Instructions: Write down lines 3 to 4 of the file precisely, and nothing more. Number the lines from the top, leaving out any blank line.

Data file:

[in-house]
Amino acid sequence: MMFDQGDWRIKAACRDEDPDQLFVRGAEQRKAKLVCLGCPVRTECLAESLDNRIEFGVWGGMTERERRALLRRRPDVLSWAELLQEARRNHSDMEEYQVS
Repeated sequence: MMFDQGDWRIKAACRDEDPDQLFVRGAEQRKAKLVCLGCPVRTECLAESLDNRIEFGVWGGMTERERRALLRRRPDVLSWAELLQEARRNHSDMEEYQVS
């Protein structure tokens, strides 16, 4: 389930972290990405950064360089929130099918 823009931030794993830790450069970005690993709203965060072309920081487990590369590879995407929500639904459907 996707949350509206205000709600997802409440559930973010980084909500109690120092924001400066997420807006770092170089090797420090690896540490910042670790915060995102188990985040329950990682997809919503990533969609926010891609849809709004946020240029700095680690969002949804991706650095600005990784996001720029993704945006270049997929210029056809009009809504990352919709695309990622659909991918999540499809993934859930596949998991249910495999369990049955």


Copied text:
Repeated sequence: MMFDQGDWRIKAACRDEDPDQLFVRGAEQRKAKLVCLGCPVRTECLAESLDNRIEFGVWGGMTERERRALLRRRPDVLSWAELLQEARRNHSDMEEYQVS
């Protein structure tokens, strides 16, 4: 389930972290990405950064360089929130099918 823009931030794993830790450069970005690993709203965060072309920081487990590369590879995407929500639904459907 996707949350509206205000709600997802409440559930973010980084909500109690120092924001400066997420807006770092170089090797420090690896540490910042670790915060995102188990985040329950990682997809919503990533969609926010891609849809709004946020240029700095680690969002949804991706650095600005990784996001720029993704945006270049997929210029056809009009809504990352919709695309990622659909991918999540499809993934859930596949998991249910495999369990049955």